The right to keep and bear arms is not merely about protecting your home, or hunting, though those are important, too.  The whole point of the 2nd Amendment is to protect us against all enemies, foreign and domestic, which could include a potentially oppressive central government.
Noah Webster in his "An Examination of the Leading Principles of the Federal Constitution," in 1787 articulated the necessity for keeping and bearing arms clearly: "Before a standing army can rule, the people must be disarmed; as they are in almost every kingdom of Europe.  The supreme power in America cannot enforce unjust laws by the sword; because the whole body of the people are armed, and constitute a force superior to any band of regular troops that can be, on any pretence, raised in the United States."
Some will argue the 2nd Amendment does not apply to our current society because the militia is a thing of the past.
The National Guard now serves as the organized militia envisioned by the Founding Fathers, but an unorganized militia also exists.
Title 10 of the United States Code provides for both "organized" and "unorganized" civilian militias. While the organized militia is made up of members of the National Guard and Naval Militia, the unorganized militia is composed entirely of private individuals.
United States Code: Title 10 - Armed Forces, Subtitle A - General Military Law
Chapter 13 - The Militia:
Sec. 311. Militia: composition and classes
(a) The militia of the United States consists of all able-bodied males at least 17 years of age and, except as provided in section 313 of title 32, under 45 years of age who are, or who have made a declaration of intention to become, citizens of the United States and of female citizens of the United States who are members of the National Guard.
(b) The classes of the militia are -
(1) the organized militia, which consists of the National Guard and the Naval Militia; and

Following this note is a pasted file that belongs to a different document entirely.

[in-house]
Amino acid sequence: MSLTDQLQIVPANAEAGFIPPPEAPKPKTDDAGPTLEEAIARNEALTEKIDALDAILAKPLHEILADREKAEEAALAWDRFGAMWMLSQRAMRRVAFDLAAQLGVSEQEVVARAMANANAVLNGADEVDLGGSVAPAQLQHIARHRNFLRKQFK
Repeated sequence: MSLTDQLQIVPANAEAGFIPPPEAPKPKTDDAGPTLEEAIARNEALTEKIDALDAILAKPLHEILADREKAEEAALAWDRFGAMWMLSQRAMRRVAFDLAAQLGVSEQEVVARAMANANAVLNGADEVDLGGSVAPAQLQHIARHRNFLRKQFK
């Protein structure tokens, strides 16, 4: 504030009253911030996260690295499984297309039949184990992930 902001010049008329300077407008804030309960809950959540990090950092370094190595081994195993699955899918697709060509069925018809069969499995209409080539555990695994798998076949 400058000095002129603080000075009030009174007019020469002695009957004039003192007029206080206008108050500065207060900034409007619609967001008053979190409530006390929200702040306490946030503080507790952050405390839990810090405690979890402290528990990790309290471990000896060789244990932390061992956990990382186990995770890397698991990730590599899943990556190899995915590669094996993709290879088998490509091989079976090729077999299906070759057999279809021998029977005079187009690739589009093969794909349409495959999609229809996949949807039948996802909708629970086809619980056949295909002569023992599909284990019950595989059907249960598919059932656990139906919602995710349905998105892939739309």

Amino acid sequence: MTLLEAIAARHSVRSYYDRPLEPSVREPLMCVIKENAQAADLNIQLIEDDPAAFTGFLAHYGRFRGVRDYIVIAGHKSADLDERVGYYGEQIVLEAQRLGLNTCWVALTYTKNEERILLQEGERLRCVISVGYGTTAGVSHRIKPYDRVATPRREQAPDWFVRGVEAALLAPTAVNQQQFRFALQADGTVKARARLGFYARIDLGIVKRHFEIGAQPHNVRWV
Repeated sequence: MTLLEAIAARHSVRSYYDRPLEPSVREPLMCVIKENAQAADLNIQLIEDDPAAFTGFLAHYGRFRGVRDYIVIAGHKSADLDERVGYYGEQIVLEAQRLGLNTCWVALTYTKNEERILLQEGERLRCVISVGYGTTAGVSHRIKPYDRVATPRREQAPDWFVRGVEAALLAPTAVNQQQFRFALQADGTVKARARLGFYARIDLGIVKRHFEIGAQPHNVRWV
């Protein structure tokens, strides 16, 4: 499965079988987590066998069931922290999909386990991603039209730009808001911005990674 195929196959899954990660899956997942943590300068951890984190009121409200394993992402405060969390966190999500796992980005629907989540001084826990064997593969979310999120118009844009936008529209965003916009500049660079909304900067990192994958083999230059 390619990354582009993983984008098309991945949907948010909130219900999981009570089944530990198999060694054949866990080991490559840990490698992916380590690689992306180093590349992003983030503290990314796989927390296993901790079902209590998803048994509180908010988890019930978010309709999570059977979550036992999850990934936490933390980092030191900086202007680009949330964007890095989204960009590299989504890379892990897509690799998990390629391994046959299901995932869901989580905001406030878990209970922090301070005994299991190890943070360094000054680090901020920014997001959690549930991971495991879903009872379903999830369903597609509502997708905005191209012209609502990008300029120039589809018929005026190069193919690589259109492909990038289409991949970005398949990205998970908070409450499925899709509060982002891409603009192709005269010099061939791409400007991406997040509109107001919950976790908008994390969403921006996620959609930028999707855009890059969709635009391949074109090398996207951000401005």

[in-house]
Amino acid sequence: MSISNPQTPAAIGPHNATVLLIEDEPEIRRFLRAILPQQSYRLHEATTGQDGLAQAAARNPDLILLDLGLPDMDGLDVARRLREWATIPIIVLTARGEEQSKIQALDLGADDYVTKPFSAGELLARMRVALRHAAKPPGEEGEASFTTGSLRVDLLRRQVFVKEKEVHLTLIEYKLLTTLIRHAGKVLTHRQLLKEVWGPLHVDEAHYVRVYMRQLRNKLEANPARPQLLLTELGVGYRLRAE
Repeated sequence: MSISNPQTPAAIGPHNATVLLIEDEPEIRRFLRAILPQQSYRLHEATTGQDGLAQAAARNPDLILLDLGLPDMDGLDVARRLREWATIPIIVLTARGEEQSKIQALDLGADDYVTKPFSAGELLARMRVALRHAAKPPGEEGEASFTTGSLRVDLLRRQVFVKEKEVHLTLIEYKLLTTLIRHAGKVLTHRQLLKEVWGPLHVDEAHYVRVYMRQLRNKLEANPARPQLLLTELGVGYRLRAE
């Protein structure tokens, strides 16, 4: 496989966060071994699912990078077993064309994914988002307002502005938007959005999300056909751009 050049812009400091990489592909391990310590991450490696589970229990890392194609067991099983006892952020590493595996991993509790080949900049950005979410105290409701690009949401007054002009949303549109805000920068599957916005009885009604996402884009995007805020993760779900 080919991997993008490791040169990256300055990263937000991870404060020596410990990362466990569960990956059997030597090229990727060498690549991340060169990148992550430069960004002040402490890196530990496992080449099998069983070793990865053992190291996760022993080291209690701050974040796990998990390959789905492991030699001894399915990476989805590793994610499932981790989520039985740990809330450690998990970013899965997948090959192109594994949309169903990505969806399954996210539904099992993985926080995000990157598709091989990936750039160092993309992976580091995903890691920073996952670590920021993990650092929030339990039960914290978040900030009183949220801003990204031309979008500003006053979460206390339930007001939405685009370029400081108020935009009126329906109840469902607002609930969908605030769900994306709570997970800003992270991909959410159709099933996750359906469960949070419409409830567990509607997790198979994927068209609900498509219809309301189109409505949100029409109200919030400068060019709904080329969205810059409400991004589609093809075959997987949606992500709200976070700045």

(2) the unorganized militia, which consists of the members of
the militia who are not members of the National Guard or the Naval Militia.
Other than age, health, gender, or citizenship, there are no additional provisions for exemption from membership in the unorganized militia.  While it is doubtful that it will ever be called to duty, the United States civilian militia does legally exist.  The Founding Fathers would have likely included in the definition of unorganized militia, "All able-bodied citizens capable of fighting."
McDonald v. City of Chicago (2010) challenged the City of Chicago's ban on hand guns, bringing to the surface the debate over whether or not the 2nd Amendment only applies to the federal government.
The 5-4 Decision of the McDonald v. City of Chicago case by the U.S. Supreme Court holds the 2nd Amendment protects the right to keep and bear arms in all cities and States.  The U.S. Supreme Court concluded that originally the 2nd Amendment applied only to the federal government, but it is in the opinion of the court that the 14th Amendment incorporates the Bill of Rights, therefore applying those amendments, and more specifically the 2nd Amendment, to the States.
The decision by the Supreme Court, in this case, makes all State laws on fire arms null and void.  Applying the 2nd Amendment to the States means the 2nd Amendment is supreme over any and all State laws on firearms, and according to the 2nd Amendment, "the right to keep and bear arms shall not be infringed."  If "shall not be infringed" applies to both the federal government and the States governments, then all persons are allowed to possess a firearm.  The words, "shall not be infringed" carries no exceptions.
The reason the 2nd Amendment is absolute in its language is because it was intended to only apply to the federal government.  The federal government shall not infringe on the right to keep and bear arms in any way, but the States retain the authority to regulate guns as necessary based on the needs and allowances of the local electorate.